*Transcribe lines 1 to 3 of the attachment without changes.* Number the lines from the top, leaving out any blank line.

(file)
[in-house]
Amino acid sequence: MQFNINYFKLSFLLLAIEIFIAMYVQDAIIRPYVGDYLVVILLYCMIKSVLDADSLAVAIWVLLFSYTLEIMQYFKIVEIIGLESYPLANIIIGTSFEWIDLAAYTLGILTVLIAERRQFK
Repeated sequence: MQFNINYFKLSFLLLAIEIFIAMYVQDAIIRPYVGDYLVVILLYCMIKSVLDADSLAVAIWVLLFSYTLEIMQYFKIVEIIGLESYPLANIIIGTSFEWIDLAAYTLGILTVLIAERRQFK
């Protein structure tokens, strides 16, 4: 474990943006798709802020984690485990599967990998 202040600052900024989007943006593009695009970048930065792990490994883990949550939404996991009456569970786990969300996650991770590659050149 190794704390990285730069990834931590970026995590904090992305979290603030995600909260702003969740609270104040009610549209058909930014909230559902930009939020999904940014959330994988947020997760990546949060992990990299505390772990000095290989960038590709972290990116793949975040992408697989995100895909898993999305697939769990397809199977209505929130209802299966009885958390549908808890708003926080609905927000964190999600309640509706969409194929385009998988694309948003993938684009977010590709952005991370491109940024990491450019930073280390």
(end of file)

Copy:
[in-house]
Amino acid sequence: MQFNINYFKLSFLLLAIEIFIAMYVQDAIIRPYVGDYLVVILLYCMIKSVLDADSLAVAIWVLLFSYTLEIMQYFKIVEIIGLESYPLANIIIGTSFEWIDLAAYTLGILTVLIAERRQFK
Repeated sequence: MQFNINYFKLSFLLLAIEIFIAMYVQDAIIRPYVGDYLVVILLYCMIKSVLDADSLAVAIWVLLFSYTLEIMQYFKIVEIIGLESYPLANIIIGTSFEWIDLAAYTLGILTVLIAERRQFK